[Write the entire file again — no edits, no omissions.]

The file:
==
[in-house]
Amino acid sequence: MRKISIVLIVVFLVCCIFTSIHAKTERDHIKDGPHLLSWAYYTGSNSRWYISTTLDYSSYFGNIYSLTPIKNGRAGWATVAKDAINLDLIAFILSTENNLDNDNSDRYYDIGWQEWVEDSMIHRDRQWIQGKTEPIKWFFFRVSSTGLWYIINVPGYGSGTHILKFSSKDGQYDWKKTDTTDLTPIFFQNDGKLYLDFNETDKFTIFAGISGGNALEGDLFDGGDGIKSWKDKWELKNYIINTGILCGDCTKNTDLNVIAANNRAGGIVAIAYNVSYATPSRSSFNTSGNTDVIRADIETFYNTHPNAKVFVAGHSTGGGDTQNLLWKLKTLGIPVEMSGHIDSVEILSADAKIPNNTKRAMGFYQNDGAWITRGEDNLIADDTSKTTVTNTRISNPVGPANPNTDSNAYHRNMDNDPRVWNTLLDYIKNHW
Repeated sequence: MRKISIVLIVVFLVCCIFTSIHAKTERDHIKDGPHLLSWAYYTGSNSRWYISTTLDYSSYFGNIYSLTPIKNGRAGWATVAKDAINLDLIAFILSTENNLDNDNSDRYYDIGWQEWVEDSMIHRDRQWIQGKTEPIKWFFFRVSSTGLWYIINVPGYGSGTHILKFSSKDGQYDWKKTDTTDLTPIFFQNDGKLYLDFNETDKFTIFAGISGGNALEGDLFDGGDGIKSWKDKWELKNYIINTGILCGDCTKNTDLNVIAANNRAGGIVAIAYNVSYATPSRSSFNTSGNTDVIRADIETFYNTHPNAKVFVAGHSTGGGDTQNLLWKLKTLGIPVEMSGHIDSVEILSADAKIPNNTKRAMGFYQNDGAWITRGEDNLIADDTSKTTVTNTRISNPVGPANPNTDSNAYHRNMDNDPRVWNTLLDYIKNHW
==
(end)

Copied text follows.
[in-house]
Amino acid sequence: MRKISIVLIVVFLVCCIFTSIHAKTERDHIKDGPHLLSWAYYTGSNSRWYISTTLDYSSYFGNIYSLTPIKNGRAGWATVAKDAINLDLIAFILSTENNLDNDNSDRYYDIGWQEWVEDSMIHRDRQWIQGKTEPIKWFFFRVSSTGLWYIINVPGYGSGTHILKFSSKDGQYDWKKTDTTDLTPIFFQNDGKLYLDFNETDKFTIFAGISGGNALEGDLFDGGDGIKSWKDKWELKNYIINTGILCGDCTKNTDLNVIAANNRAGGIVAIAYNVSYATPSRSSFNTSGNTDVIRADIETFYNTHPNAKVFVAGHSTGGGDTQNLLWKLKTLGIPVEMSGHIDSVEILSADAKIPNNTKRAMGFYQNDGAWITRGEDNLIADDTSKTTVTNTRISNPVGPANPNTDSNAYHRNMDNDPRVWNTLLDYIKNHW
Repeated sequence: MRKISIVLIVVFLVCCIFTSIHAKTERDHIKDGPHLLSWAYYTGSNSRWYISTTLDYSSYFGNIYSLTPIKNGRAGWATVAKDAINLDLIAFILSTENNLDNDNSDRYYDIGWQEWVEDSMIHRDRQWIQGKTEPIKWFFFRVSSTGLWYIINVPGYGSGTHILKFSSKDGQYDWKKTDTTDLTPIFFQNDGKLYLDFNETDKFTIFAGISGGNALEGDLFDGGDGIKSWKDKWELKNYIINTGILCGDCTKNTDLNVIAANNRAGGIVAIAYNVSYATPSRSSFNTSGNTDVIRADIETFYNTHPNAKVFVAGHSTGGGDTQNLLWKLKTLGIPVEMSGHIDSVEILSADAKIPNNTKRAMGFYQNDGAWITRGEDNLIADDTSKTTVTNTRISNPVGPANPNTDSNAYHRNMDNDPRVWNTLLDYIKNHW